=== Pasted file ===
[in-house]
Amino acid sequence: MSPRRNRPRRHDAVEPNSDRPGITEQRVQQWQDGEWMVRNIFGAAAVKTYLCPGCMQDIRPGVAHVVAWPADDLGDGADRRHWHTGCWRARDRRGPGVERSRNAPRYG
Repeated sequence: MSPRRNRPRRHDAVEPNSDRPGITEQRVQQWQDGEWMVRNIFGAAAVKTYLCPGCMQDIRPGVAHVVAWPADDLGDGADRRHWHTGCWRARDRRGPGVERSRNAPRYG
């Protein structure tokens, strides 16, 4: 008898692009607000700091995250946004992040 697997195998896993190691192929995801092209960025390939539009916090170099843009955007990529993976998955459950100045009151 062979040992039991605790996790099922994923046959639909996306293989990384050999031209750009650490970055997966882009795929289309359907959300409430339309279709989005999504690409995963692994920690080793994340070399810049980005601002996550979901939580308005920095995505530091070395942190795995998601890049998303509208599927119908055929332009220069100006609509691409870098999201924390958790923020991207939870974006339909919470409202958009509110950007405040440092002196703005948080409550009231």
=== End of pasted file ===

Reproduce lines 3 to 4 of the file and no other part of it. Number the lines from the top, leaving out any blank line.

Repeated sequence: MSPRRNRPRRHDAVEPNSDRPGITEQRVQQWQDGEWMVRNIFGAAAVKTYLCPGCMQDIRPGVAHVVAWPADDLGDGADRRHWHTGCWRARDRRGPGVERSRNAPRYG
């Protein structure tokens, strides 16, 4: 008898692009607000700091995250946004992040 697997195998896993190691192929995801092209960025390939539009916090170099843009955007990529993976998955459950100045009151 062979040992039991605790996790099922994923046959639909996306293989990384050999031209750009650490970055997966882009795929289309359907959300409430339309279709989005999504690409995963692994920690080793994340070399810049980005601002996550979901939580308005920095995505530091070395942190795995998601890049998303509208599927119908055929332009220069100006609509691409870098999201924390958790923020991207939870974006339909919470409202958009509110950007405040440092002196703005948080409550009231």